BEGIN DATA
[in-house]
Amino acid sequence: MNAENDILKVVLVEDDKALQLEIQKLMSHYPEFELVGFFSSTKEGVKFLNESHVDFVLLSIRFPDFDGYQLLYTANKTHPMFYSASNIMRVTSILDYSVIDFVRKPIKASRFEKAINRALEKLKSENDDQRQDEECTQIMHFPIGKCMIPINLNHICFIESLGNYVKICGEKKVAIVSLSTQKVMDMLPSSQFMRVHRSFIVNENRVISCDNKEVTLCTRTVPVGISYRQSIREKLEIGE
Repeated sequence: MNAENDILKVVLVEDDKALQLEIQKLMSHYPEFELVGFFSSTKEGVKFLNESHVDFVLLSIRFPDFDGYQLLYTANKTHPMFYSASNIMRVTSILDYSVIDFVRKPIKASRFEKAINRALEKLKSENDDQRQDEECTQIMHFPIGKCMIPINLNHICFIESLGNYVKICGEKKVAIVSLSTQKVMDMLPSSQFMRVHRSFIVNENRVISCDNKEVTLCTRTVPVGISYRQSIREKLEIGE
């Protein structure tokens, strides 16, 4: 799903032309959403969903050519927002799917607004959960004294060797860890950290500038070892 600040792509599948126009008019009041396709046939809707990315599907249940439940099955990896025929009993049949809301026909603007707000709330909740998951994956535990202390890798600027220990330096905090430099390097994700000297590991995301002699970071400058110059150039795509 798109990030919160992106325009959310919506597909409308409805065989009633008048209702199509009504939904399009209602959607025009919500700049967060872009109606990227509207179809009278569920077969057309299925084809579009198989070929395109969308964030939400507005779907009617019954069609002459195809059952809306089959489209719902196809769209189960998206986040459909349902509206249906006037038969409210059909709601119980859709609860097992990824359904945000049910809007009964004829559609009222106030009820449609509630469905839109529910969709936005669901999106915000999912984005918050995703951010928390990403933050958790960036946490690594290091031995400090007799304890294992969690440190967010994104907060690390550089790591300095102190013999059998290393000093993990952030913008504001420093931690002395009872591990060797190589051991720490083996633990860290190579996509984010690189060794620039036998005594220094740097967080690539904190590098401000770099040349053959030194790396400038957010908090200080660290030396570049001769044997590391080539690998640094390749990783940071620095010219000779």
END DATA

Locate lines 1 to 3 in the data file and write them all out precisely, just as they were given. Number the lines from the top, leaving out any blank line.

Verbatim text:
[in-house]
Amino acid sequence: MNAENDILKVVLVEDDKALQLEIQKLMSHYPEFELVGFFSSTKEGVKFLNESHVDFVLLSIRFPDFDGYQLLYTANKTHPMFYSASNIMRVTSILDYSVIDFVRKPIKASRFEKAINRALEKLKSENDDQRQDEECTQIMHFPIGKCMIPINLNHICFIESLGNYVKICGEKKVAIVSLSTQKVMDMLPSSQFMRVHRSFIVNENRVISCDNKEVTLCTRTVPVGISYRQSIREKLEIGE
Repeated sequence: MNAENDILKVVLVEDDKALQLEIQKLMSHYPEFELVGFFSSTKEGVKFLNESHVDFVLLSIRFPDFDGYQLLYTANKTHPMFYSASNIMRVTSILDYSVIDFVRKPIKASRFEKAINRALEKLKSENDDQRQDEECTQIMHFPIGKCMIPINLNHICFIESLGNYVKICGEKKVAIVSLSTQKVMDMLPSSQFMRVHRSFIVNENRVISCDNKEVTLCTRTVPVGISYRQSIREKLEIGE